Dive Pacific 171 Oct- Nov 2019




Knights. Wade had been searching

for months to film this now rare

fish at the Knights.

Fortunately, Wade’s son Brady was

able to vent the fish’s air bladder

and return it to the sea.”

Wade’s first feature article

appeared in the April/May 1991

Issue #3. Titled: “Crazy Yellow Sub,”

an hilarious account of Wade’s

first dive in Dr Walt Starck, a 1,400

pound sub that was aboard Walt

Starck’s research vessel El Torito.

In all Wade contributed over 50


As the years thundered by, I

got to know Wade and Jan and

considered them very good friends.

Wade’s love of writing started

before he became a member of the

Canterbury Underwater Club at the

Club’s inaugural meeting in the

1950s. Christchurch was a breeding

ground of divers who sure had an

adventurous spirit. The late Kelly

Tarlton and veteran diver Keith

Gordon were some of Wade’s close

diving buddies.

The club started a magazine, with

the first issue called Bulletin; the

second issue was changed to DIVE

Underwater magazine.

Wade already had an interest in

writing when he joined up with his

mate Keith Gordon and took on the

publication with the 3rd issue in

July 1959 (60 years ago) and started

distribution nationwide at one

shilling a copy.

(Keith Gordon tells me that, also

in the 1950s, the first New Zealand

dive magazine to be produced for

public sale cost of one shilling -

Underwater was published by DW

& ER Lynch who were members of

the Auckland Underwater Club.)

Wade, a schoolteacher, and his

wife Jan, a nurse, headed north to

Wellsford around 1963 where Wade

took up a teaching job at the local

high school.

Kelly Tarlton was living in

Matapouri and encouraged Wade

and Jan to join him and his wife

Rosemary nearby. So began the

ever-increasing love affair with

the Poor Knights Islands right at

their front door.

He and Jan continued publishing

DIVE Underwater magazine. They

changed the title to Dive South

Pacific Underwater magazine with

the March 1966 Issue: Vol 5 No 5;

price: 2 shillings.

Through the magazine he was

instrumental in bringing new

diving technology/equipment

and photography equipment to

light. But most importantly, they

inspired divers to get out there

with adventurous articles. The

expedition adventures of Wade are


He has published over 20 books,

the most recent being e-books.

Some tell tales of sunken treasure,

or meeting witch doctors in remote

Pacific islands and, of course, the

love he shared with Jan for marine

mammals and all life in the sea.

I guess he may be most proud of

being involved (based information

he provided and his passion) in

having his beloved Poor Knights

Islands declared a partial Marine

Reserve in 1981 (only 5%!) and

finally a full Reserve – including

the Principals being legislated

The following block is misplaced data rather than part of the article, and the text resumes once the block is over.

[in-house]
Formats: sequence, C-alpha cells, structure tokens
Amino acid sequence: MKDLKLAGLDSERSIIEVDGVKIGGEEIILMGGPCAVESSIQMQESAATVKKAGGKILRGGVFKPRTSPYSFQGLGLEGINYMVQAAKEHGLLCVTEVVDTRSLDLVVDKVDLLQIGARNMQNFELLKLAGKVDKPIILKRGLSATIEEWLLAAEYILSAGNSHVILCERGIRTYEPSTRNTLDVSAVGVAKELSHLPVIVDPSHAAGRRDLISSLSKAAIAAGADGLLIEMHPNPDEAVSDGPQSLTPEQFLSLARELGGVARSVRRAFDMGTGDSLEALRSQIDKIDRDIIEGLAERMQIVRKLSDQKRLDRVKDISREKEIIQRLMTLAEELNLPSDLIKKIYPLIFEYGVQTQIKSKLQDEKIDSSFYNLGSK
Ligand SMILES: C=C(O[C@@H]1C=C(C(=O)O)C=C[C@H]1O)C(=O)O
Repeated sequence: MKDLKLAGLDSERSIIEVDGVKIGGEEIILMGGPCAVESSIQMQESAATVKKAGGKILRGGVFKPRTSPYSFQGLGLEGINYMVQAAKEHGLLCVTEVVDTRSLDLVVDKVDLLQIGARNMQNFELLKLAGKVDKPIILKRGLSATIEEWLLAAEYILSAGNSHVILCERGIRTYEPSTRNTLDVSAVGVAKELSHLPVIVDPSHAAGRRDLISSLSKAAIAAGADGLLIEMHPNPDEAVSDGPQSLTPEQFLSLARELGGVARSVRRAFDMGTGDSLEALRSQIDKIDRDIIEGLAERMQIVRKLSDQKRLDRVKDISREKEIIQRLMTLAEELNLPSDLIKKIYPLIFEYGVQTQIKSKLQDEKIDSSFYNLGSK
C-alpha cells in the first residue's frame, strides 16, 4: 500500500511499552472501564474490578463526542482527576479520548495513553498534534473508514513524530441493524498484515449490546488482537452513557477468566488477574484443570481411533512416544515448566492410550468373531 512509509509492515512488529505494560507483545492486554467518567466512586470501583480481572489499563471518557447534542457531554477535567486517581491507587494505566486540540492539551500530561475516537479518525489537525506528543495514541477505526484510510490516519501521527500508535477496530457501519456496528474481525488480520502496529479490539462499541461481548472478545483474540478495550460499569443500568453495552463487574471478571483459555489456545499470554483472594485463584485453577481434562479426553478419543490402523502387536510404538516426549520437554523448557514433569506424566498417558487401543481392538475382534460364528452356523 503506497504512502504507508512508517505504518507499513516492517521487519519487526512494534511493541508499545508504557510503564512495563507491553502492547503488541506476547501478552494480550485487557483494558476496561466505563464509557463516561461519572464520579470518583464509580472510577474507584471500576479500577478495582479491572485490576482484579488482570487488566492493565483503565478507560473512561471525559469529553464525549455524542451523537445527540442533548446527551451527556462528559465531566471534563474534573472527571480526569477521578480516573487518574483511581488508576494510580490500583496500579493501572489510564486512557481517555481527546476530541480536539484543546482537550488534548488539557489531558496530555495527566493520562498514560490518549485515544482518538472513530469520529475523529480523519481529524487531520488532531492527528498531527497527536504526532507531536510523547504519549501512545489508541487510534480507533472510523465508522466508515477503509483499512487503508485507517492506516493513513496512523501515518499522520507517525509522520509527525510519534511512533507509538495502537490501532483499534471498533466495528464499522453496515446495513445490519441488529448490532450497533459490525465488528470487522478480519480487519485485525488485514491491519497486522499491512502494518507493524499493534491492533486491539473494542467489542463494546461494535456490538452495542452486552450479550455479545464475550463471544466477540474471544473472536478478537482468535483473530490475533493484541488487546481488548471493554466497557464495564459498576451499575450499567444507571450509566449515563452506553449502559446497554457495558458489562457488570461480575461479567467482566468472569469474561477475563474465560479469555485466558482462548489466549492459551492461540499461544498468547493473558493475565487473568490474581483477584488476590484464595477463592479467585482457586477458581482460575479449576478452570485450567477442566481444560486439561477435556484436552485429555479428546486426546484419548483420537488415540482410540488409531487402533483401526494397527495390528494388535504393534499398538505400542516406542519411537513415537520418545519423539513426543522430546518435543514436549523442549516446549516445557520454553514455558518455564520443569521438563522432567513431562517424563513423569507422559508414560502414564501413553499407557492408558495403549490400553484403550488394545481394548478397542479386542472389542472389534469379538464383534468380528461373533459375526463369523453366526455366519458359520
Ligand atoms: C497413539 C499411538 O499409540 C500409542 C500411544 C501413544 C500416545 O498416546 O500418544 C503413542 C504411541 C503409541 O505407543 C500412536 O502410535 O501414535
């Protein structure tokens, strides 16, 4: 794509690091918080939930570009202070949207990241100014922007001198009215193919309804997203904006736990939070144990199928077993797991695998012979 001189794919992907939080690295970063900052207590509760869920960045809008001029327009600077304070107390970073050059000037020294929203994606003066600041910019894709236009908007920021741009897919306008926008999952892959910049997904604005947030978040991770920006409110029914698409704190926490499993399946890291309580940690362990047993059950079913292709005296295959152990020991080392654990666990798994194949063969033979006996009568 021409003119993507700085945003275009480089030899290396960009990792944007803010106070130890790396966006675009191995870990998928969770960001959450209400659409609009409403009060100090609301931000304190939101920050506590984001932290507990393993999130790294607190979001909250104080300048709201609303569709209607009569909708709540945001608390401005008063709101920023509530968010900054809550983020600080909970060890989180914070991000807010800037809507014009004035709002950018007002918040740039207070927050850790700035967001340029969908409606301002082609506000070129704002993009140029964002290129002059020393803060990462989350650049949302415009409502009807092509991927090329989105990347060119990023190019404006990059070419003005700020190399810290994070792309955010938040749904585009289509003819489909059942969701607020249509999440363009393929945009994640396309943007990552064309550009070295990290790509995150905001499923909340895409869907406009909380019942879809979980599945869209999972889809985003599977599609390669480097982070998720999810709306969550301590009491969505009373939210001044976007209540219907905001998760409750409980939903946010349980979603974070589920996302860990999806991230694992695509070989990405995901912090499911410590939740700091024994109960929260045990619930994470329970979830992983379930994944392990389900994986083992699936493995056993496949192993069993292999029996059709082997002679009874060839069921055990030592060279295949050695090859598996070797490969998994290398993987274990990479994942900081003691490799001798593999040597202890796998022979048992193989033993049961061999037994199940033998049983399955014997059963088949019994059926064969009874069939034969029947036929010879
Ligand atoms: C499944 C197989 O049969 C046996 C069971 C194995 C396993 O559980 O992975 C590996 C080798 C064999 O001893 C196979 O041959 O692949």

totally a NO fishing reserve – in

1998. It was not an easy time

as there were many interests

against the islands becoming fully

protected. Some of that strong

resentment lingers today!

Wade received numerous

recognitions for his

conservation work.

A few that spring to mind:

2006: Wyland Foundation -

Dive New Zealand Magazine

Recognition Award: One person

can make a difference. The advocate

for marine conservation in New


2012: Queen’s Service Medal.

2016: Life Member, New Zealand

Underwater Association.

July 2019: The New Zealand Marine

Science Society’s John Morton


To finish here’s a little from one of

2012: Wade Doak received his Queen’s Service Medal

from then-Governor General Jerry Mateparae

his last e-books: Bring Back the Bird


It shows how his and Jan’s

love of nature continued when

diving became difficult. They

strengthened their love of the bush

around their Ngunguru home and


He and Jan have spent years

exploring the shoreline and estuaries,

walking cliff-top paths, studying

the mangroves and roaming the

forest. Wade’s engaging text tells a

remarkable story, illustrated with

an incredible photographic archive

of trees, shrubs, vines, orchids,

ferns, birds, and attendant wildlife,

displaying an area rich in diversity.

Many of you would have been

friends on Facebook with Wade

– we will all miss his regular


He his has left a huge legacy.

Recorded via millions of typed

words, our history of diving,

marine life and conservation


I’ll miss our long phone

conversations. The “shifting

baseline” was always a hot topic.

Rest in peace my friend – you

achieved so much – time to rest.

Wade is survived by his wife Jan,

his son Brady, daughter Karla and

their three grandchildren. Our

thoughts are with his family. Jan is

an amazing person. Her support for

Wade is too huge to measure. From

typing up book manuscripts and

endless documents to providing

his dinner. Being his loveable

diving, sailing and tramping buddy.

She is a true saint.

- Dave Moran Editor at Large

www.dive-pacific.com 9

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